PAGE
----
The end of the year is usually a time when people try to look back on an attempt to make sense of the past 365 days, to see things from a wider perspective, draw conclusions and close the chapter as we do at the end of a book just read.

Seeing things from a wider perspective is perhaps the trick that allows for coins to start dropping; it’s the moment we set a little distance from the hustle and bustle of everyday life allowing for some light to be shed on aspects we just could not see, carried away by the hectic routine of the present days.

Nobody can deny we are living days of ever faster changes and transformations. A new world, new life style, a new reality are emerging; maybe only now, 20 years after the turn of the century and the millennium, can we realise what it really feels like living in the 21st century, or in the 3rd millennium. It couldn’t be different. The so called future is not future anymore; it has become the present.

So, what now? Are we prepared for the tsunami of new trends and innovations? Are we getting ready for the unprecedented amount of tech novelties and a refreshed mindset? To what extent are we in accordance with the inevitable? Do we have a choice? Where are we going from here? I bet these and many other such questions keep popping now and again in the minds of most citizens inhabiting the planet.

Well, as I see it, perspective is everything. Looking things from distance helps to tell the right from wrong, the good from bad, the true from fake, the essential from superfluous. Then we can wonder about what really matters to us and try to clearly define our true values, values that are dear to us, values for which we fight a war if necessary. Having this clearly defined we can start thinking about what we want and what we want not in our lives, both next year and in the years ahead.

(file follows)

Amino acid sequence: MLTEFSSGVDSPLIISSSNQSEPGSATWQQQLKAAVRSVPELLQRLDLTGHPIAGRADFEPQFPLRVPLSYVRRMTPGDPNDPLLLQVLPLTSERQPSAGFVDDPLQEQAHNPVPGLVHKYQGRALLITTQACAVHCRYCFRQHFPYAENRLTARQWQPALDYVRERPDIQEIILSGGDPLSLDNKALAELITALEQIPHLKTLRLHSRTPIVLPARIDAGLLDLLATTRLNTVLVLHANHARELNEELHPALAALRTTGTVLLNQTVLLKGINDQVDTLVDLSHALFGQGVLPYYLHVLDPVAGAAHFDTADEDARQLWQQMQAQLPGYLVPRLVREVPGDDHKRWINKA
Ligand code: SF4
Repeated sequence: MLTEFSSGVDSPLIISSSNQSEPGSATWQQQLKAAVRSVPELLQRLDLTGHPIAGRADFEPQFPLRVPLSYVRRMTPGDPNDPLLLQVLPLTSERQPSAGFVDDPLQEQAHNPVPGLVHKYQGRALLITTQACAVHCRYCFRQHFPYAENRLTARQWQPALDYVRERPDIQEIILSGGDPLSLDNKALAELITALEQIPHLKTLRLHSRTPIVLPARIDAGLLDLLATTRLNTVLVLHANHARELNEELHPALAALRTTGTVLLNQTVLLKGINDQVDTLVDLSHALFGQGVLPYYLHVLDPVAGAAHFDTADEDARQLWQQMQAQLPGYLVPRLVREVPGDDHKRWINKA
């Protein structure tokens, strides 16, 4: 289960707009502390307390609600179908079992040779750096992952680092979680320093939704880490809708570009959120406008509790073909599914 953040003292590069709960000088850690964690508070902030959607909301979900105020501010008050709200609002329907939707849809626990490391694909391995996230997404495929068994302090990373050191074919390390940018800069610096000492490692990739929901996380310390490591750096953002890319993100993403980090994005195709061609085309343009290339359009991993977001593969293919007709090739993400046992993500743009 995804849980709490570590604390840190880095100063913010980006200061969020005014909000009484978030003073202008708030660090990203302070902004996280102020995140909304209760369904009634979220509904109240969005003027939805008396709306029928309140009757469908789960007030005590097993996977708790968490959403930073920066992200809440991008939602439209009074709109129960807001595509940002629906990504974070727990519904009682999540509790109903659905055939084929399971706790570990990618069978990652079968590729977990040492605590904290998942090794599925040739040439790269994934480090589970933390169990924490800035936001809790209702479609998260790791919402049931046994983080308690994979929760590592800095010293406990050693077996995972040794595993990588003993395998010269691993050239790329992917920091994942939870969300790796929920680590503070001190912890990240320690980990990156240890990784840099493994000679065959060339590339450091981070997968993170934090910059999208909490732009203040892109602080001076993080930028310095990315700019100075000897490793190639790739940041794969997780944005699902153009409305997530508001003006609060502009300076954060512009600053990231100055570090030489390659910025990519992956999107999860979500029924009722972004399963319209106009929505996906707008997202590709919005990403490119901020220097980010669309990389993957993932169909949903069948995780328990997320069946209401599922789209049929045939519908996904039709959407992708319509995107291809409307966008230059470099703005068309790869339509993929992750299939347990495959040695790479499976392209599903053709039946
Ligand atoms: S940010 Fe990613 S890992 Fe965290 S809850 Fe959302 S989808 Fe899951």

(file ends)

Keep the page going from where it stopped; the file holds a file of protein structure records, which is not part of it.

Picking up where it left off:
If there is an aspect I could pick as a priority for the coming year, this is us, humans, and our social nature. Our species, inhabitants of planet Earth for many millions of years, possess this essential characteristic of being social, which can define us. We are born in company, we are raised by others, we belong in groups. We create patterns of behaviour mirroring the others, our actions are either reactions to their behaviour or an attempt to provoke a reaction in them. We do not exist without our groups. But what have we been doing in order to preserve this nature? We are relying more and more on electronic devices which in theory bring us closer together, but in fact are setting us more and more apart.

It is true that by means of social media we can bond with people we wouldn’t otherwise be able to bond, people who live overseas or even in neighbouring towns… but think about the people who live next door, or even our own family, our friends, people who really matter; rarely do we listen to their voices these days, or touch their bodies, hug, laugh, have coffee together. Nobody has time, and social media is a handy time saver, or so we think. But if we just spare a second to evaluate how much time we spend on a daily basis checking our Instagram or Facebook accounts, we’ll realise time saver is something social media is not. Then why?

I wish I had an answer, but this is food for thought. Each and every one of us will certainly have a reason to choose this or that lifestyle, and these reasons will vary enormously. The end of the year is a very good time for us to put several things on scale and readjust our compasses so as to find the appropriate direction. I bet the most valuable gains are not in the destination but in the treasures we can discover on the way.



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Copyright © 2024 VERA FREITAS – Todos os direitos reservados.



Copyright © 2024 VERA FREITAS – Todos os direitos reservados.